Today, Hamid Mikayilov is proud to be the owner of the Girkhbulag Trout Farm, located in one of the most spectacular and historically rich regions of Azerbaijan—Sheki City.
Established in 1978 and covering almost 6 hectares, the farm’s operations declined following the collapse of the Soviet Union in the early 1990s and ceased operations completely in 2003.
When USAID experts met Mikayilov in 2009, he and his son Anar were attempting to revitalize the trout farm. However, limited resources and out-of-date knowledge, technology and skills had the two swimming upstream.
But with U.S. assistance, the father-son duo breathed new life into the old farm, turning a faltering small business into a viable one. The trout hatchery has grown from a small business with less than 1 ton of production per year into a medium-sized trout farm with almost 60 tons of production per year. The farm added 14 more raceways in 2012, and now employs 20 workers, including sales people, farmers and drivers.
“After almost 31 years of random growth, USAID’s technical assistance programs brought along techniques of planned farm management with the ability to set clear targets and greater vision of the farm enterprise,” says Mikayilov.
Abandoned Fish Farms
Aquaculture involves cultivating freshwater and saltwater fish under controlled conditions. During the Soviet era, Azerbaijan was home to a robust aquaculture industry, with regional fish farms administered by the government. Local production supplied the domestic and regional demand for fish products.
After the collapse of the Soviet Union, large state-owned fish farms became unprofitable and were abandoned. Azerbaijan’s economy stagnated from the break-up of the central production system. Following land reforms, collective farms and enterprises were parceled and allocated among rural dwellers, most of whom lacked basic understanding of production and farming practices.
Today, Azerbaijan has a population of 9.1 million and a GDP of $70 billion. Although agriculture contributes just 2.8 percent to the GDP, it employs almost 40 percent of the rural workforce. By comparison, the country’s oil industry accounts for almost 60 percent of the GDP but provides only 10 percent employment.
This underlines the importance of agriculture and, particularly, competitive farm products. The majority of Azerbaijan’s farmers are barely above the subsistence level of income and rural unemployment is high.
In recent years, local farmers have become interested in fish farming again because of its potential for high profits. At the same time, USAID was working to identify non-oil sector development opportunities, particularly in agriculture and especially aquaculture, which is considered an emerging and rapidly developing sub-sector with a promising future.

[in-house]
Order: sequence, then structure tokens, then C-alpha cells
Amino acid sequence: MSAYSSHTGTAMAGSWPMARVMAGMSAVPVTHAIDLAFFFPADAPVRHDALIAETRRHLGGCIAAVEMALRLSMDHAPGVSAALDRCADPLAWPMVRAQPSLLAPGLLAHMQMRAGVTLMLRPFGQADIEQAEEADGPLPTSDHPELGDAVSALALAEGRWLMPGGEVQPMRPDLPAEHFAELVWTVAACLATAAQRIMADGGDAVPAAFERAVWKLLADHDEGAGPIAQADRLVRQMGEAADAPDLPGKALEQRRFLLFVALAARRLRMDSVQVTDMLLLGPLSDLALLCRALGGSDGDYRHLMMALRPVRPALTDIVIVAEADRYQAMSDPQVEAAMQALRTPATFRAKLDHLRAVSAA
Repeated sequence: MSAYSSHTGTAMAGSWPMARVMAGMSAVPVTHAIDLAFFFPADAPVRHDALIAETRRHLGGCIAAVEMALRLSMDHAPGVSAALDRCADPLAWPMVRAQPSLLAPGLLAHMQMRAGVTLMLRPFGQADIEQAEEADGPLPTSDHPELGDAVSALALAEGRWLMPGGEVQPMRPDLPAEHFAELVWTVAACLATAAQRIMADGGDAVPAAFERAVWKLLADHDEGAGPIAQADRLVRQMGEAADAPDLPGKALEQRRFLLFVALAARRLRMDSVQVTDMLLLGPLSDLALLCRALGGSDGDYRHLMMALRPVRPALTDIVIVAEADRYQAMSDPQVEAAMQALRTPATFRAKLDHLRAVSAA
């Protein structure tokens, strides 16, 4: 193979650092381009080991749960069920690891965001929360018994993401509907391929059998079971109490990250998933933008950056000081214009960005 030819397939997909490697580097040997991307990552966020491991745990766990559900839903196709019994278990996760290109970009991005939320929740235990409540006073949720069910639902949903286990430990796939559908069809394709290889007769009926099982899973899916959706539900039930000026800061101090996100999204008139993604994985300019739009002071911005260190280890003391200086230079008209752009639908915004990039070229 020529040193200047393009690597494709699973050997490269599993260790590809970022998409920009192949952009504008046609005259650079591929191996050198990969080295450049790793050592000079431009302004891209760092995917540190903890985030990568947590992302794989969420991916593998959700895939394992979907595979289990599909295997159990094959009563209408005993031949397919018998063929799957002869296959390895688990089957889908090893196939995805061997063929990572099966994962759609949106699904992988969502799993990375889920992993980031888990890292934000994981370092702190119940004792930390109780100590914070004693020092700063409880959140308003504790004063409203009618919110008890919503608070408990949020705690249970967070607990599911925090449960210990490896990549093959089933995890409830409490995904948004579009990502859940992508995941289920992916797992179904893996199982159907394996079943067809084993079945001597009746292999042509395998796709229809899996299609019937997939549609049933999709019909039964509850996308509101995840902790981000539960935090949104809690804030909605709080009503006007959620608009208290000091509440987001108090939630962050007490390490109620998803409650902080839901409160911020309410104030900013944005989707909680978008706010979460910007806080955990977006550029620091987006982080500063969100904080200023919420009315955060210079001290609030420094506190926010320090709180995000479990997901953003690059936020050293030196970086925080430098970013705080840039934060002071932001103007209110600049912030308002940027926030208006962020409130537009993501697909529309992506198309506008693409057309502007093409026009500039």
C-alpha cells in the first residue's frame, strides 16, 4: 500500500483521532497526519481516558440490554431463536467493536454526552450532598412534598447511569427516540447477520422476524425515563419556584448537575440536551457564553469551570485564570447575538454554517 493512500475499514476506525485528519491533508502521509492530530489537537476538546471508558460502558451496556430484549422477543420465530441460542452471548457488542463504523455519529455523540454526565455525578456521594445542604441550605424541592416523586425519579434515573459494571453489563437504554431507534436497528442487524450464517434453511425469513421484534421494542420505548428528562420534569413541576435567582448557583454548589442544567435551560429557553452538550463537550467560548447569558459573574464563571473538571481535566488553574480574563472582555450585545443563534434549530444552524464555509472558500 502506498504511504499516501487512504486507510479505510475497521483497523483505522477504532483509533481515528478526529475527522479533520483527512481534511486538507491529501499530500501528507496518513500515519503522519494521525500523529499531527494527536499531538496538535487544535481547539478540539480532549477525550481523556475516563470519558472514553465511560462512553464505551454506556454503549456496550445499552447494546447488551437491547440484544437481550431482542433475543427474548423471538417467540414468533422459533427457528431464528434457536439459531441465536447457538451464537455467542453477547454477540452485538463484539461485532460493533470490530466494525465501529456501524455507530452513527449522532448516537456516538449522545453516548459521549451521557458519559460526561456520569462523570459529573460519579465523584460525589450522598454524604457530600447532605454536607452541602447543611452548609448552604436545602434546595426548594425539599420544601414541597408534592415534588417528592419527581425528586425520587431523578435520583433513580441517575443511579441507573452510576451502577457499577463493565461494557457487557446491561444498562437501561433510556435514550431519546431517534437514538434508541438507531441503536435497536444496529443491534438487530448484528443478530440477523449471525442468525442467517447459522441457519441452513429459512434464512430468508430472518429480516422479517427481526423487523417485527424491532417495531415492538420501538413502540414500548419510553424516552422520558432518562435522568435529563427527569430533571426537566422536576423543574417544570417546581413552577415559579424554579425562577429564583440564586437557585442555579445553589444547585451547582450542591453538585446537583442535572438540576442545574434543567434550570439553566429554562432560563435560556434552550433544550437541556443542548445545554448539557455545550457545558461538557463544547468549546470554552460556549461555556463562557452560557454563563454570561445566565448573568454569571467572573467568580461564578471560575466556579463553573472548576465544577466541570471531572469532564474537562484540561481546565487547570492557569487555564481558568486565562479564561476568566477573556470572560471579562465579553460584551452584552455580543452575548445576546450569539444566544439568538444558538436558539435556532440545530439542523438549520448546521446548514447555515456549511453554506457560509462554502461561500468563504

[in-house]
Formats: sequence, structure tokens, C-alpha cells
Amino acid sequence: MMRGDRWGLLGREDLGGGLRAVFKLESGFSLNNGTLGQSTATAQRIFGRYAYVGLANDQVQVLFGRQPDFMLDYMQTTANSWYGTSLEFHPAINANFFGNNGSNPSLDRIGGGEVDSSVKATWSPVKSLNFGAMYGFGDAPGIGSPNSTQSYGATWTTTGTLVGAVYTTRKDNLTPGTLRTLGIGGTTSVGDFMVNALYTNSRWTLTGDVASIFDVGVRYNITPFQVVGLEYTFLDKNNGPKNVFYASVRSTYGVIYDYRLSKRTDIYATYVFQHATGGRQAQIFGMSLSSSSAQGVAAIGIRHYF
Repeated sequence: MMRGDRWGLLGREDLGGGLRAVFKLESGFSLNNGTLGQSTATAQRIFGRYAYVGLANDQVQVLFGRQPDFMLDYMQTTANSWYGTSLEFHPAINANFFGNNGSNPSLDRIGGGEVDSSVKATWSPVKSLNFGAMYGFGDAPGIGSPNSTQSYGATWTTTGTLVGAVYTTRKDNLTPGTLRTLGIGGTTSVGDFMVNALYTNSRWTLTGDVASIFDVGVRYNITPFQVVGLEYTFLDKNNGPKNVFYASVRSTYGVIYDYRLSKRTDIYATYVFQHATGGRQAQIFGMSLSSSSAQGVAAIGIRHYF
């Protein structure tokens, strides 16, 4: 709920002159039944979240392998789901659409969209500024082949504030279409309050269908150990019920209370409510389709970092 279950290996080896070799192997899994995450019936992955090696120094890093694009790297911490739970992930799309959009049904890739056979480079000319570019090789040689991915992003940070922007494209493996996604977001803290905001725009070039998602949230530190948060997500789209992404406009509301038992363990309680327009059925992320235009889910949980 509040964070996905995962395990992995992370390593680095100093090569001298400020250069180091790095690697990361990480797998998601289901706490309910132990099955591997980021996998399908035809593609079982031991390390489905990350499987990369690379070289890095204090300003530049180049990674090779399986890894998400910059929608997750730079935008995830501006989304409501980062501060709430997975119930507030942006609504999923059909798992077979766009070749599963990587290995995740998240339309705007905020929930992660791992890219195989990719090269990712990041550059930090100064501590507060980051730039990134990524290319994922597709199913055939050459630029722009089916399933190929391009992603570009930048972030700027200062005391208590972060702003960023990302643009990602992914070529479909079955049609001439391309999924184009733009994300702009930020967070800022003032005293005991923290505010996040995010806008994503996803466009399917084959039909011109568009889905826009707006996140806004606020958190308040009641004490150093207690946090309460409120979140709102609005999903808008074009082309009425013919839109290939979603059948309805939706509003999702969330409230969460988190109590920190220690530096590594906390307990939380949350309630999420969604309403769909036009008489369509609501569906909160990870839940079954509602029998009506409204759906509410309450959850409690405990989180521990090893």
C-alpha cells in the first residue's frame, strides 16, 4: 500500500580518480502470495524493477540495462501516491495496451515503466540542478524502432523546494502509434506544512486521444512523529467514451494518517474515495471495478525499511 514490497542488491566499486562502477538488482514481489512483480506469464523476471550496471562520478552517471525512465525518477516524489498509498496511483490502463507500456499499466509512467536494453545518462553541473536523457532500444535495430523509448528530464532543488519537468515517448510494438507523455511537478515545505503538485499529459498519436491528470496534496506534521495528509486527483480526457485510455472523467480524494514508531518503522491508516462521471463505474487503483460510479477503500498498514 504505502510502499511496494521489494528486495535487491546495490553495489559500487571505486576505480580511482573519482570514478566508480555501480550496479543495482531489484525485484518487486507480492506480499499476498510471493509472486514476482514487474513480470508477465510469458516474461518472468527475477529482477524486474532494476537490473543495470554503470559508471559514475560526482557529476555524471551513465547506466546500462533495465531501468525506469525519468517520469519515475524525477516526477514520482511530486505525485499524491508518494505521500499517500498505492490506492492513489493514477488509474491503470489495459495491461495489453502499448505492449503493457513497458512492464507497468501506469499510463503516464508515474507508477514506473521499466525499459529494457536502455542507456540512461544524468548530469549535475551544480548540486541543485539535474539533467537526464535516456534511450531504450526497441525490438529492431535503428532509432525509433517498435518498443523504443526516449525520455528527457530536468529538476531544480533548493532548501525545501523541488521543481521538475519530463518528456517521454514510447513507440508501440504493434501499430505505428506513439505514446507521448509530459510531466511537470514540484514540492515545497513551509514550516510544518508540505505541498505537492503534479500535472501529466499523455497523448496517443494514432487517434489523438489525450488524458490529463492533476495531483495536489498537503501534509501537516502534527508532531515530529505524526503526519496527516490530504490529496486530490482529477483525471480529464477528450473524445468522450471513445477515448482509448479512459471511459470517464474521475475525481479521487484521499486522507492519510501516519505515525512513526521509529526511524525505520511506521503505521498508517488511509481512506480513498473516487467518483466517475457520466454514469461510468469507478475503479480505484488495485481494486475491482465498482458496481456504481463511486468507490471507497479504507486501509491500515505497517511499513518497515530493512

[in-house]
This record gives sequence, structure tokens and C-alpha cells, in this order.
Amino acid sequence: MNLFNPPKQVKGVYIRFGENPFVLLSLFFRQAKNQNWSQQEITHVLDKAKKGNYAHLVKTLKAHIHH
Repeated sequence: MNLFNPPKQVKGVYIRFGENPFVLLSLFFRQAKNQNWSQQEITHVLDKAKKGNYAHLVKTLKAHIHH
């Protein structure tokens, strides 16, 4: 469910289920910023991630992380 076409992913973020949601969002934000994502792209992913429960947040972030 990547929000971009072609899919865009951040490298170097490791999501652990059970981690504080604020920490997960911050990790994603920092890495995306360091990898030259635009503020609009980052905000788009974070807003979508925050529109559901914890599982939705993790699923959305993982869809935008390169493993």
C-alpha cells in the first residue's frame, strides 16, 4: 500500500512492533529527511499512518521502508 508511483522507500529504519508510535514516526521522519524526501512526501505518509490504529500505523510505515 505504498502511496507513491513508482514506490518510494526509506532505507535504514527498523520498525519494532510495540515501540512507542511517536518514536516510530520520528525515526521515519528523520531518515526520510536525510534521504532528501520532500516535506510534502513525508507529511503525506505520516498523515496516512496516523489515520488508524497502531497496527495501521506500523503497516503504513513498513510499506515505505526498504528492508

USAID’s Azerbaijan Competitiveness and Trade project is working to reinvigorate aquaculture, and has identified high-quality water supply, appropriate feed formulation, well-established hatchery operations, suitable packaging and product marketing as areas where the country’s fish farmers need the most assistance. Over 100 aquaculture farms are receiving ongoing technical assistance from USAID, including training in all aspects of fish farming.
As a newly energized sector in Azerbaijan, aquaculture is gaining momentum in satisfying the country’s domestic demand. By the mid-1990s, domestic production had fallen to less than 10 percent of consumption. Today, local fish farms supply over 40 percent (approximately 22,000 metric tons), and production is increasing as farmers expand and diversify their product line.
For Mikayilov, a project team helped develop business plans and provided hand-on guidance as the owners refurbished the farm, repaired raceways where the fish swim, and taught day-to-day management of a trout farm in line with global practices.
Thomas Ort, USAID’s aquaculture expert, has been providing ongoing assistance to Girkhbulag as well as several other fish farms in Azerbaijan since 2008, including advice on the re-design of existing raceway systems, preparation of balanced feed diets, achieving maximum hatch rates during the incubation season, and management of water quality to improve fish health and growth.
“These past few years were transformational for Girkhbulag as farm managers have implemented various recommendations. Given the naturally favorable conditions and farmers’ determination to succeed, this farm, just like many others in the country, will soon become one of the region’s prime fish suppliers,” says Ort.
In another step to help aquaculture here succeed, USAID/Azerbaijan several years ago helped broker a consolidated order of eyed (fertilized) fish eggs from one of the world’s largest U.S.-based suppliers. The combined order allowed farmers to purchase and import the eggs at a 45 percent discount.
Mikayilov attributes a major part of his success to this networking opportunity. He said that, although higher in price, the hatch rate of the U.S.-supplied fish eggs is 98 percent—much higher than the 80 percent hatch rate of Turkish-supplied fish eggs or the 50 percent hatch rate of local eggs. Today, Girkhbulag Trout Farm workers refer to descendants of those fish eggs as “USAID babies.”
Mikayilov says he now has a stronger belief and brighter hopes for the future of the aquaculture industry in Azerbaijan.
“All fish farmers throughout the country know USAID. We constantly communicate. We share training materials from USAID workshops and seminars,” he said. “The skills and knowledge acquired through … (the) programs are the biggest legacy that I will pass on to my son, when he becomes the manager of this farm.”
Gulsabah Amirova and Yashar Farajov are with USAID’s Azerbaijan Competitiveness and Trade project.
Last updated: October 23, 2013